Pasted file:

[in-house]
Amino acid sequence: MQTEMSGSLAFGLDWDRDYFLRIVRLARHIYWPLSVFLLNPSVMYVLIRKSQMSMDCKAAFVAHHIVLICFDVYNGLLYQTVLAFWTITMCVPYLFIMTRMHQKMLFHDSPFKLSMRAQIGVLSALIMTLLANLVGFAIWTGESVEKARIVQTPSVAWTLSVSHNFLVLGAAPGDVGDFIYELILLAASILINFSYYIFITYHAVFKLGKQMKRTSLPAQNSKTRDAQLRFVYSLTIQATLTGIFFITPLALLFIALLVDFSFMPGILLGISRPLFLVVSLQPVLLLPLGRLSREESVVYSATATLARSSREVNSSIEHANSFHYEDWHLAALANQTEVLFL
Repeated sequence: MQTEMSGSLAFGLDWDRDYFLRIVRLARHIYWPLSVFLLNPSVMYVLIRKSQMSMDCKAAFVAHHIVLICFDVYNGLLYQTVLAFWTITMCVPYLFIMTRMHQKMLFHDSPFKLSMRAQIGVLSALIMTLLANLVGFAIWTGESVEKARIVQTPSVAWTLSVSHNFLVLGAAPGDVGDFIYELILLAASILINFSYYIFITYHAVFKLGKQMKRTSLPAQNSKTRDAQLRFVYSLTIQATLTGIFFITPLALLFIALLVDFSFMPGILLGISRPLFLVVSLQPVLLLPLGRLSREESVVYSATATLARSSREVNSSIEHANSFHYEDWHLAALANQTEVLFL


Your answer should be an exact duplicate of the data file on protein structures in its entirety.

[in-house]
Amino acid sequence: MQTEMSGSLAFGLDWDRDYFLRIVRLARHIYWPLSVFLLNPSVMYVLIRKSQMSMDCKAAFVAHHIVLICFDVYNGLLYQTVLAFWTITMCVPYLFIMTRMHQKMLFHDSPFKLSMRAQIGVLSALIMTLLANLVGFAIWTGESVEKARIVQTPSVAWTLSVSHNFLVLGAAPGDVGDFIYELILLAASILINFSYYIFITYHAVFKLGKQMKRTSLPAQNSKTRDAQLRFVYSLTIQATLTGIFFITPLALLFIALLVDFSFMPGILLGISRPLFLVVSLQPVLLLPLGRLSREESVVYSATATLARSSREVNSSIEHANSFHYEDWHLAALANQTEVLFL
Repeated sequence: MQTEMSGSLAFGLDWDRDYFLRIVRLARHIYWPLSVFLLNPSVMYVLIRKSQMSMDCKAAFVAHHIVLICFDVYNGLLYQTVLAFWTITMCVPYLFIMTRMHQKMLFHDSPFKLSMRAQIGVLSALIMTLLANLVGFAIWTGESVEKARIVQTPSVAWTLSVSHNFLVLGAAPGDVGDFIYELILLAASILINFSYYIFITYHAVFKLGKQMKRTSLPAQNSKTRDAQLRFVYSLTIQATLTGIFFITPLALLFIALLVDFSFMPGILLGISRPLFLVVSLQPVLLLPLGRLSREESVVYSATATLARSSREVNSSIEHANSFHYEDWHLAALANQTEVLFL